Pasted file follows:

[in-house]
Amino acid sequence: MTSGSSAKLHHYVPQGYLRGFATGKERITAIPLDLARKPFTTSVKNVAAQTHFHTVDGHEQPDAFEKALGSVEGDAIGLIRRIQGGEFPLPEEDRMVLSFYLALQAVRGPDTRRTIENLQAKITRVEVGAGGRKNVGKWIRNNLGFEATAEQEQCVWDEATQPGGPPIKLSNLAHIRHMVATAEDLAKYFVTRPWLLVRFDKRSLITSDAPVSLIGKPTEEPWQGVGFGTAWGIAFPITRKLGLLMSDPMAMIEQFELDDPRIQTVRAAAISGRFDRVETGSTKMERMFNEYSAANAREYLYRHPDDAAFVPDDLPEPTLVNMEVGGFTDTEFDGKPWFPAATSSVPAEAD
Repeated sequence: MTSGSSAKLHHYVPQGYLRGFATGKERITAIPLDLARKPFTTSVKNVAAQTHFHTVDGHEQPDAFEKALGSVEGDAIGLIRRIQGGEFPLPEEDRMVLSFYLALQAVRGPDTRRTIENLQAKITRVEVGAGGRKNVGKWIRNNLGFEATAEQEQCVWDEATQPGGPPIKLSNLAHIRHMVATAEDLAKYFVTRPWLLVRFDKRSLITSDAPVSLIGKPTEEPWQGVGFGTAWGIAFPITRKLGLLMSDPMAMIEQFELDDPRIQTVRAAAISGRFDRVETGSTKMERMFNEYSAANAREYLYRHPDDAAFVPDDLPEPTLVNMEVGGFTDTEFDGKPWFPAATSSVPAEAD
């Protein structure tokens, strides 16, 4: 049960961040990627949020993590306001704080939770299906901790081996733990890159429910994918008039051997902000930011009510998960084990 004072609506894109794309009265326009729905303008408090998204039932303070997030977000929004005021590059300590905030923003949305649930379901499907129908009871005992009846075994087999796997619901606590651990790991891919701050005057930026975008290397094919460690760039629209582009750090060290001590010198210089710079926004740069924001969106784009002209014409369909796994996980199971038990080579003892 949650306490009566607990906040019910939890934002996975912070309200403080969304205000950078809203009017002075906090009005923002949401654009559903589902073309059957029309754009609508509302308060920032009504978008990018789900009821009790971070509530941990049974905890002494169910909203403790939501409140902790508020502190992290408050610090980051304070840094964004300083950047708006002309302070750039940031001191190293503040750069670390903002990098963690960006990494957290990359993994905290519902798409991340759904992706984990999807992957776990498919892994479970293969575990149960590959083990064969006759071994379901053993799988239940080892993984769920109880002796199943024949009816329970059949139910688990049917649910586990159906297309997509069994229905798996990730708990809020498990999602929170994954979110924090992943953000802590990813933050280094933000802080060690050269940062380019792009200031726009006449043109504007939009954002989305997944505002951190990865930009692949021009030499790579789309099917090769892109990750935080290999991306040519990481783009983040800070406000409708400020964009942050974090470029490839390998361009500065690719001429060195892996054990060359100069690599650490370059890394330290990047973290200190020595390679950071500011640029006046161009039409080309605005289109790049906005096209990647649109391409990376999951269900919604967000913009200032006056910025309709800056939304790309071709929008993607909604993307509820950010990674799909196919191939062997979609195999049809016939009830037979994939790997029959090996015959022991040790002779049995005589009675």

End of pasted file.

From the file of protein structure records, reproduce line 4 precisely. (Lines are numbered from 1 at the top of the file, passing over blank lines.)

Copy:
């Protein structure tokens, strides 16, 4: 049960961040990627949020993590306001704080939770299906901790081996733990890159429910994918008039051997902000930011009510998960084990 004072609506894109794309009265326009729905303008408090998204039932303070997030977000929004005021590059300590905030923003949305649930379901499907129908009871005992009846075994087999796997619901606590651990790991891919701050005057930026975008290397094919460690760039629209582009750090060290001590010198210089710079926004740069924001969106784009002209014409369909796994996980199971038990080579003892 949650306490009566607990906040019910939890934002996975912070309200403080969304205000950078809203009017002075906090009005923002949401654009559903589902073309059957029309754009609508509302308060920032009504978008990018789900009821009790971070509530941990049974905890002494169910909203403790939501409140902790508020502190992290408050610090980051304070840094964004300083950047708006002309302070750039940031001191190293503040750069670390903002990098963690960006990494957290990359993994905290519902798409991340759904992706984990999807992957776990498919892994479970293969575990149960590959083990064969006759071994379901053993799988239940080892993984769920109880002796199943024949009816329970059949139910688990049917649910586990159906297309997509069994229905798996990730708990809020498990999602929170994954979110924090992943953000802590990813933050280094933000802080060690050269940062380019792009200031726009006449043109504007939009954002989305997944505002951190990865930009692949021009030499790579789309099917090769892109990750935080290999991306040519990481783009983040800070406000409708400020964009942050974090470029490839390998361009500065690719001429060195892996054990060359100069690599650490370059890394330290990047973290200190020595390679950071500011640029006046161009039409080309605005289109790049906005096209990647649109391409990376999951269900919604967000913009200032006056910025309709800056939304790309071709929008993607909604993307509820950010990674799909196919191939062997979609195999049809016939009830037979994939790997029959090996015959022991040790002779049995005589009675």